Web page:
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Against the Gods: A Few Notes from the Summation

| | Posted in: Big Ideas

In his 1996 book, Against the Gods: The Remarkable Story of Risk, financial historian, economist and educator Peter Bernstein traces in narrative fashion the development of probability and statistics in the service of risk management. In the closing chapter, he offers a few overarching conclusions, as follows:

From pages 329-330:

“The effort to comprehend the meaning of nature’s tendency to repeat itself, but only imperfectly, is what motivated the heroes of this book. But despite the many ingenious tools they created to attack the puzzle, much remains unsolved. Discontinuities, irregularities, and volatilities seem to be proliferating rather than diminishing… The goal of wresting society from the laws of chance continues to elude us. Why?”

In partial answer, from pages 334-335:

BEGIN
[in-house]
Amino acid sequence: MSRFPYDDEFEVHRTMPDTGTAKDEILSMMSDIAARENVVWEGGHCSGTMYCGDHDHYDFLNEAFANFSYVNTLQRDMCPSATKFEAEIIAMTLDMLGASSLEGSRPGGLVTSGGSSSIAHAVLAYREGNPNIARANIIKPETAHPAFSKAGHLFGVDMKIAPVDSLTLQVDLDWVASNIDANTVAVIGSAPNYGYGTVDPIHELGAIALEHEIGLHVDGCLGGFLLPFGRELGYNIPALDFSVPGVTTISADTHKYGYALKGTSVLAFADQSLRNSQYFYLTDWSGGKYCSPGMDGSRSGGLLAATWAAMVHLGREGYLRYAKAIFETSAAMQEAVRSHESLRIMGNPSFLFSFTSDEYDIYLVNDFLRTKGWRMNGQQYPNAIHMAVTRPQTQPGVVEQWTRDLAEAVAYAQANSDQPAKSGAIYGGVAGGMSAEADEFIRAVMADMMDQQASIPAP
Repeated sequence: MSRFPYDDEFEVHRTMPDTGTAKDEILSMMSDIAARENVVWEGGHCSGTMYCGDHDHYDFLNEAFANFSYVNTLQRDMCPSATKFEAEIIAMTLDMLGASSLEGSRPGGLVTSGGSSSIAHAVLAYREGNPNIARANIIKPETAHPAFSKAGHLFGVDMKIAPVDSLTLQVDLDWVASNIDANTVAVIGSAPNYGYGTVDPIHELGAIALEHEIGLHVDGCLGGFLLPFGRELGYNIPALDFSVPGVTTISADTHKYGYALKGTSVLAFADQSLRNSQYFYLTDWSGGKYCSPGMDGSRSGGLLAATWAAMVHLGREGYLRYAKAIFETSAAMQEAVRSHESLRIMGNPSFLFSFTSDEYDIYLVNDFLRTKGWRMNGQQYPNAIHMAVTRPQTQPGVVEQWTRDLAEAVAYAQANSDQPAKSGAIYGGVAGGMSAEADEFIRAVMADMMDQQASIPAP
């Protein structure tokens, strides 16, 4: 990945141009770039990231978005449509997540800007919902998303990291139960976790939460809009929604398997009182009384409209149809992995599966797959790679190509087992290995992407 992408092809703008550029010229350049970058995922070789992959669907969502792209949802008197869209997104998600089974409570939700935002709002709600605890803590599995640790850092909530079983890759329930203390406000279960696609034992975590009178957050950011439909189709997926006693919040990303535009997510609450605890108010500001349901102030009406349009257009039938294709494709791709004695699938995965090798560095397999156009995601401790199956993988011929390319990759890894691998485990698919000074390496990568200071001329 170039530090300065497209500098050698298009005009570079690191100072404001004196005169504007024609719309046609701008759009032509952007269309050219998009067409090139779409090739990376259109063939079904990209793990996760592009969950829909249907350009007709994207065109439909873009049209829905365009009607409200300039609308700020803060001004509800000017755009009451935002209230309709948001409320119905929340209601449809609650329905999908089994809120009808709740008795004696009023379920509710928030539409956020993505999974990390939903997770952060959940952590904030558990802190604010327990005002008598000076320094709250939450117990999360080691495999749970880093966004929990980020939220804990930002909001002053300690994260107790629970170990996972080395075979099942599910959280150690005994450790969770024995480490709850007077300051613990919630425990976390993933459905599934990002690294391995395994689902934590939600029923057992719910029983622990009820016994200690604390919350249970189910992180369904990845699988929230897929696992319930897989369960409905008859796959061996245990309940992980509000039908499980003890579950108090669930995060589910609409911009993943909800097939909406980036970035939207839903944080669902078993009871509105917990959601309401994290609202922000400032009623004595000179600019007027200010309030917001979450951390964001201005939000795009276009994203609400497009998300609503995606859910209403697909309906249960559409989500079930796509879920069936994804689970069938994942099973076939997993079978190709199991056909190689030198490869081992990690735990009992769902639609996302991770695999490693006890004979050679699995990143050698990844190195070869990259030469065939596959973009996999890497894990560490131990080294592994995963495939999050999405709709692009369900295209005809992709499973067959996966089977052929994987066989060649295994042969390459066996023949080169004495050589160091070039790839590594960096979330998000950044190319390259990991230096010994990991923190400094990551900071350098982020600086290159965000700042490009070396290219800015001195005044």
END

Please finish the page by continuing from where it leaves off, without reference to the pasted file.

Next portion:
“The past seldom obliges by revealing to us when wildness will break out in the future… Surprise is endemic above all in the world of finance.

“…[W]e pour in data from the past to fuel the decision-making mechanisms created by our models… But therein lies the logician’s trap: past data from real life constitute a [past-dependent] sequence of events rather than a set of independent observations, which is what the laws of probability demand. History provides us with only one sample of the economy and the capital markets, not with thousands of separate and randomly distributed numbers. Even though many economic and financial variables fall into distributions that approximate a bell curve, the picture is never perfect… It is in those outliers and imperfections that the wildness lurks.

“…[T]he science of risk management sometimes creates new risks even as it brings old risks under control. Our faith in risk management encourages us to take risks we would not otherwise take.”

Nevertheless, in closing on page 337 with a (now triple) nested quotation:

“Opposed though he was to mechanical applications of the laws of probability and the quantification of uncertainty, Keynes recognized that this body of thought had profound implications for humanity:”

…[P]robability is to us the ‘guide of life,’ since to us, as Locke says, ‘in the greatest part of our concernment, God has afforded only the Twilight…of Probability, suitable, I presume to the state of Mediocrity and Probationership He has been pleased to place us in here.’

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